If Modern Family can keep up the pace from its pilot then it will be the best comedy on television not named Eastbound & Down.

I watched a 5 part mini series on Sundance called Brick City, on Corey Booker and his attempt to change Newark, NJ.  I am now working on a Corey Booker impression and once I have perfected it one of two things will happen: Corey Booker will not get re-elected and will fade into obscurity, or he will gain an even higher national profile and then Fred Armisen will do an impression of Corey Booker that is so bad, it will make his Obama look good.

Part 2 of my comedy tour entitled: Impersonating Light Skinned and/or Half Black Politicians. that's right Harold Ford Jr - you're next!
Part 2 of my comedy tour entitled: Impersonating Light Skinned and/or Half Black Politicians. that's right Harold Ford Jr - you're next!

The Cleveland Show was not good.

Family Guy premier was great.

Glee started strong, but I think it will fade, only bolstered by religious-like support from women and gays.

Cougar Town – see Glee, but eliminate the started strong part.  And the term Cougar is really just a brilliant re-branding of “she’s kind of old, but yeah, I’d probably fu-k her?”

I have only seen 4 episodes of Jay Leno’s show, but only Jim Norton stood out to me as exceptional.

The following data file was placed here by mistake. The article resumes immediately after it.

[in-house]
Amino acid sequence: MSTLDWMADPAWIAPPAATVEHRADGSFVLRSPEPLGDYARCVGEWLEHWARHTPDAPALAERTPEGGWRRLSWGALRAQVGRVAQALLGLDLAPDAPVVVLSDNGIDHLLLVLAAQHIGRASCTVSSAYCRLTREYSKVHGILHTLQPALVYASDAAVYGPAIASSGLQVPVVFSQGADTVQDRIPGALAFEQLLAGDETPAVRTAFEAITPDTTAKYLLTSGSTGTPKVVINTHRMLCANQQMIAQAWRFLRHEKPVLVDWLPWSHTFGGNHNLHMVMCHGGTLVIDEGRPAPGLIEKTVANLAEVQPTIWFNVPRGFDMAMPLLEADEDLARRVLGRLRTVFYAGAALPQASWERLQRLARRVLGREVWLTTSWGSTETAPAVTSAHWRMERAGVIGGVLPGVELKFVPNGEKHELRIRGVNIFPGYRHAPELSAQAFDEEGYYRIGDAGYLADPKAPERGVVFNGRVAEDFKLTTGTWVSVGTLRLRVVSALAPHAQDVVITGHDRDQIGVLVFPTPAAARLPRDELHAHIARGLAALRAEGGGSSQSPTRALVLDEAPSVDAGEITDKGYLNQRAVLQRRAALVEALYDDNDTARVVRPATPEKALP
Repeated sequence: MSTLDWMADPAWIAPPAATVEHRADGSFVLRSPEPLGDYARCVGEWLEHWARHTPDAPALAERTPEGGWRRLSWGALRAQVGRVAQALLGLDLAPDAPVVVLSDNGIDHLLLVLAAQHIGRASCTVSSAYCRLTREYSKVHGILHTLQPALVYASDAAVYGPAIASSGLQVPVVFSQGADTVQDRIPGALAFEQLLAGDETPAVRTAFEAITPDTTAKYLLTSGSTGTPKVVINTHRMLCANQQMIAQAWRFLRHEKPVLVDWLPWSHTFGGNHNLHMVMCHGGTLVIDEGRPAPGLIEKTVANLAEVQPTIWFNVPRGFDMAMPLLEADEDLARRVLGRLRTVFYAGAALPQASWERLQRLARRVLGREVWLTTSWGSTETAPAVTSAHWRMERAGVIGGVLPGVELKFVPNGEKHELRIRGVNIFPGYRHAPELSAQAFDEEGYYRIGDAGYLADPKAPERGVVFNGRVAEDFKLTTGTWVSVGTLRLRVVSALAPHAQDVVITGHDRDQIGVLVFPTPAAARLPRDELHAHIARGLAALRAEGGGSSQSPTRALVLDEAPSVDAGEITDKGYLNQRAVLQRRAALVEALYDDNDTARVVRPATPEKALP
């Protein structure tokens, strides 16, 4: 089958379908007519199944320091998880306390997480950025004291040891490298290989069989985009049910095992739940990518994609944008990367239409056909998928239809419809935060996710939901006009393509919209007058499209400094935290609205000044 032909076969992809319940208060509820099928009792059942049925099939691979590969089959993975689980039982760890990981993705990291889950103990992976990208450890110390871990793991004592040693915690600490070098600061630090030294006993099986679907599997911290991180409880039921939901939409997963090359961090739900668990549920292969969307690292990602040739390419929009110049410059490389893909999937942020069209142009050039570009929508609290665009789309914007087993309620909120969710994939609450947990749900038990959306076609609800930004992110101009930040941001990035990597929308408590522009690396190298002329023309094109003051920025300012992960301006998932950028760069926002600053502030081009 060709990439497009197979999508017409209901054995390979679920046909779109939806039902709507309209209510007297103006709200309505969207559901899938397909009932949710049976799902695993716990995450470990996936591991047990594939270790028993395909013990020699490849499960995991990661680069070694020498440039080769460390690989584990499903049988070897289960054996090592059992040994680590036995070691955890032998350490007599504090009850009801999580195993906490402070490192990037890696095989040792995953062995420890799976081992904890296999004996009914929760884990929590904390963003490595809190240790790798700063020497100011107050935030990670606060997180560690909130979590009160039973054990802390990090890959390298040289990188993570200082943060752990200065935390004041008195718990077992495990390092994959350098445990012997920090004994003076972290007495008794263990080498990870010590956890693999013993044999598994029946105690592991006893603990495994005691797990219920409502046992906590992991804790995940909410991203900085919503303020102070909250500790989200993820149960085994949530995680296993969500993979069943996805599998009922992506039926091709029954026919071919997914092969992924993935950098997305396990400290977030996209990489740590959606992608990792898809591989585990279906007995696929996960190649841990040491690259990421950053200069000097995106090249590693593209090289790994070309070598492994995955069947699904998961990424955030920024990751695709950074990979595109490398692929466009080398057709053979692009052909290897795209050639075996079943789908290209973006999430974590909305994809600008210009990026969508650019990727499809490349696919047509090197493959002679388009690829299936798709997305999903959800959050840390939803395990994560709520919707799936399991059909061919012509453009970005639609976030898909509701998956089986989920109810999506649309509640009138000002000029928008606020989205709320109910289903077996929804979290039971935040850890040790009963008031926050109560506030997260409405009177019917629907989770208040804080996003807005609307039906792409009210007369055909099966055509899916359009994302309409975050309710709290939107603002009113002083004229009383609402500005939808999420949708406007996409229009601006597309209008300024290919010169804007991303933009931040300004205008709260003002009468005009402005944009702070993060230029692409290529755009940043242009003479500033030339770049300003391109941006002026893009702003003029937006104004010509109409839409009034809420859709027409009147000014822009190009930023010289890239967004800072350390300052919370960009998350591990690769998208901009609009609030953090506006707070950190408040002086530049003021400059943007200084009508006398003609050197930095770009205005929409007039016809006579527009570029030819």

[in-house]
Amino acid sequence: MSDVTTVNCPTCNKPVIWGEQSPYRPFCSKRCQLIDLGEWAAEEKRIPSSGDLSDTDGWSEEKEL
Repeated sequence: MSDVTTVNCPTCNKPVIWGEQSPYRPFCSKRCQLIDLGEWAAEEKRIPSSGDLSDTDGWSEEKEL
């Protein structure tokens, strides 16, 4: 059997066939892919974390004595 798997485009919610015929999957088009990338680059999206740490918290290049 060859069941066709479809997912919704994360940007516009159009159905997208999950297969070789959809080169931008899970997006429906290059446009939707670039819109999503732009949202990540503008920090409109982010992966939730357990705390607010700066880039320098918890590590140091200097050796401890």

Bored To Death, Entourage and Curb Your Enthusiasm provide a nice HBO Sunday night.

At 4 pm, if not at the gym or sitting at my desk staring at the wall, I prefer Ellen to Oprah.

On Saturday will be the 2 year anniversary of my appearance on Craig Ferguson (my national television debut).  Since then, based on travel expenses, web expenses and gigs I have made about -$450 dollars from comedy.   My comedy career feels like the final third of a Behind The Music special; the downfall part, but without the awesome rise and hedonism that precedes it.

Voice of Behind The Music narrator: October 3, 2007 seemed like comedy was working out, but little did J-L know that was all about to change.  Next after commercial.
Voice of Behind The Music narrator: October 3, 2007 seemed like comedy was working out, but little did J-L know that was all about to change. Next after commercial.